Learning a language is an art. How the brain works in the process of learning a language structure is very interesting. An infant keeps hearing a language continuously and its brain keeps trying to frame grammatical rules for the language on its own. It does auto-correction and accepts correction from others. It has been proved by Psychologists and linguists that till a child is less than eight years old, he has the capacity to learn any language ‘naturally’. It can be noticed that till that age, a child makes grammatical errors in sentence constructions and rectifies it after it realizes. This is a process of natural learning. After the child has learnt to speak any language properly, it is difficult for the brain to learn any language in the natural process. Then it has to undergo formal training of learning a language by studying the grammatical structure of the language. But in the natural process, the child does not learn grammar formally – it happens naturally. So it is better to teach children as many languages as possible till they are eight years of age and they would be able to learn it naturally without any pressure.
How does the brain learn any new language (a secondary language) is also interesting. Usually, it is the mother-tongue or the language that is spoken more at home, that the child learns in the natural process. Later, when it has to learn a new language, the brain tries to fit the new language into the structure of the first language it has already learnt. For example, being a Malayalaee when I’m learning Sanskrit, my brain will filter Sanskrit as per Malayalam language. The grammatical construction that comes to my mind would be by default that of my mother tongue. This first language Malayalam is called the ‘filtering language’ and Sanskrit now is ‘filtered language’ for me. The grammatical construction and pronunciation of the words in the filtered language will be different from the filtering language. So the brain does a corrective process while learning where it compares and contrasts both the languages. This method of learning a language is called Contrastive method.
To learn a secondary language after the age of eight, one needs to know the grammatical structure of one particular language properly. Without knowing a first language, learning of a second language is not possible. The brain has the ability to learn any particular language i.e., a Russian baby has the ability to learn Hindi if it is brought up in India. However, mother-tongue plays a very important role in the learning ability of a child. I discussed my own son’s example with our faculty, Jha Sir. My wife is a Maharashtrian and speaks to my son in Marathi and my parents, my brother and I speak to him in Malayalam. Since he was an infant, he has been hearing more of Malayalam than Marathi. My wife being a working woman is able to speak to him during the evening hours after she has come back from work. So, the amount of time he listens to Marathi is very less as compared to Malayalam. He is now six and is equally fluent in both Marathi as well as Malayalam. But the way he constructs Malayalam sentences initially is through the grammatical structure of Marathi. Then he corrects it into the Malayalam structure. For example, to say I gave a pen to Shreeram, I would say ‘I gave a pen to Shreeram’ and Shreeram would say, ‘My father gave a pen to me’. In both the sentences, the action of giving is represented by the same word ‘give’. This is the case with Marathi too. But in Malayalam, it is different. Shreeram would say, ‘Achan (father) enikku (to me) pen thannu (gave)’ and I would say ‘Njan (I) Shreeram inu (to Shreeram) pen koduthu (gave)’. As you can see, for the word ‘give’ there are two words in Malayalam which is absent in English and Marathi. So, when he used to construct sentences like these, (I think) he thinks in Marathi and translates in Malayalam because of which he used to say ‘Achan ennikku pen koduthu’. He used a wrong word to say ‘give’. Of course the process that happens in the brain is too fast for us to realize that even a process is happening.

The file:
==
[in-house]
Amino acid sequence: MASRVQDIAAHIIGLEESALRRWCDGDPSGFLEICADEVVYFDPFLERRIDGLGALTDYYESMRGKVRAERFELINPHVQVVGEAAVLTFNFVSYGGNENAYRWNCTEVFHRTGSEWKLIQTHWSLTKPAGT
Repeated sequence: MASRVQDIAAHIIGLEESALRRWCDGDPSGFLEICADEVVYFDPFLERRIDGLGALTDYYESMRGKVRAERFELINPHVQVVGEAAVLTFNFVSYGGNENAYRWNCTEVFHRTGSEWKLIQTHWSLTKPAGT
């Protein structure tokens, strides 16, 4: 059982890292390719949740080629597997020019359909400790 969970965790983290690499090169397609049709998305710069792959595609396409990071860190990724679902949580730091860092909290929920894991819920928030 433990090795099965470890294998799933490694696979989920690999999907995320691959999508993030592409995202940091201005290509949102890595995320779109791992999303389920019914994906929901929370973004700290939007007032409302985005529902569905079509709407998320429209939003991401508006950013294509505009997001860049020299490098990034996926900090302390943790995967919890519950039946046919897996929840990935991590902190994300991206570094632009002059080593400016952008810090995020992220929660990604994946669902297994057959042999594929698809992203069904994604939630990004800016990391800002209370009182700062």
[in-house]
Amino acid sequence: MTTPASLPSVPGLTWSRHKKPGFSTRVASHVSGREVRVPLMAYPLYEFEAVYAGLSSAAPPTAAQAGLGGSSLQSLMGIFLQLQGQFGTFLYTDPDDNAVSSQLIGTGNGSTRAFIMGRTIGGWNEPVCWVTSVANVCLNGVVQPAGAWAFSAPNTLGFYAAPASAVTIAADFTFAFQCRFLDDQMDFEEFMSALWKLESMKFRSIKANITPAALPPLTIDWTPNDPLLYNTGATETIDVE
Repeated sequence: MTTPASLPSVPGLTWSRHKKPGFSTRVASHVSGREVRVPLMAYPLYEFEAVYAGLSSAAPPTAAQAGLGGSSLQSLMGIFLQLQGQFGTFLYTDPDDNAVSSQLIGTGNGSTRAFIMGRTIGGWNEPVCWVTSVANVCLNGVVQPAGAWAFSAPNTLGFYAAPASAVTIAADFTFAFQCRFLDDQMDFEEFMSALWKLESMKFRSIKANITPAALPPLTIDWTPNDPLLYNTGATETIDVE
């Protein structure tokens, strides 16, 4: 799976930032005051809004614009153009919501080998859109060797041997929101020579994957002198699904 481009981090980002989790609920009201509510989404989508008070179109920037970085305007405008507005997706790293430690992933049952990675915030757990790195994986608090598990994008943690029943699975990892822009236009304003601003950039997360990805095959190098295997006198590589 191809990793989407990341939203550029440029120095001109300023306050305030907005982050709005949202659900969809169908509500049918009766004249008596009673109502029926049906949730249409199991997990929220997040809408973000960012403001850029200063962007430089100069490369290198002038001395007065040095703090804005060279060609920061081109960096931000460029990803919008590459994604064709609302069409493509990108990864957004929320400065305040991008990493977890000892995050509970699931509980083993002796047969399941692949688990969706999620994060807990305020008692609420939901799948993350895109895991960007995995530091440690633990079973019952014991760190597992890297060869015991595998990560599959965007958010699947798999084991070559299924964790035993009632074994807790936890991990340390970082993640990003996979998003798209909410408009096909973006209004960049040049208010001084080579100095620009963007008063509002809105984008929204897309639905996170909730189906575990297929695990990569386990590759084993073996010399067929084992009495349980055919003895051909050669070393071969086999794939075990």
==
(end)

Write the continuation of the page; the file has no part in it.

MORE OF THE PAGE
This I’ve observed when my wife was learning Malayalam. In Malayalam, there are two words for ‘no’ – alla and illa. Depending on the context one needs to fix the word appropriately. Since such a thing is absent in Marathi (which is her mother-tongue), she took relatively more time to understand the usage of alla and illa as compared to using the other words for constructing sentences.
Jha Sir explained all this and much more because while learning a language one must understand why and how and the complete process that happens inside our brain while learning it. Also what are the pitfalls one can make while learning a language. Never have I come across such a wonderful language teacher like V.N.Jha Sir who could unfold the language structure before us in a simple and elegant manner.
~ Learnings from ‘Learning Sanskrit Language and Structure: Theory and Application’ a two-week residential camp at Chinmaya International Foundation from 16th – 30th June 2014.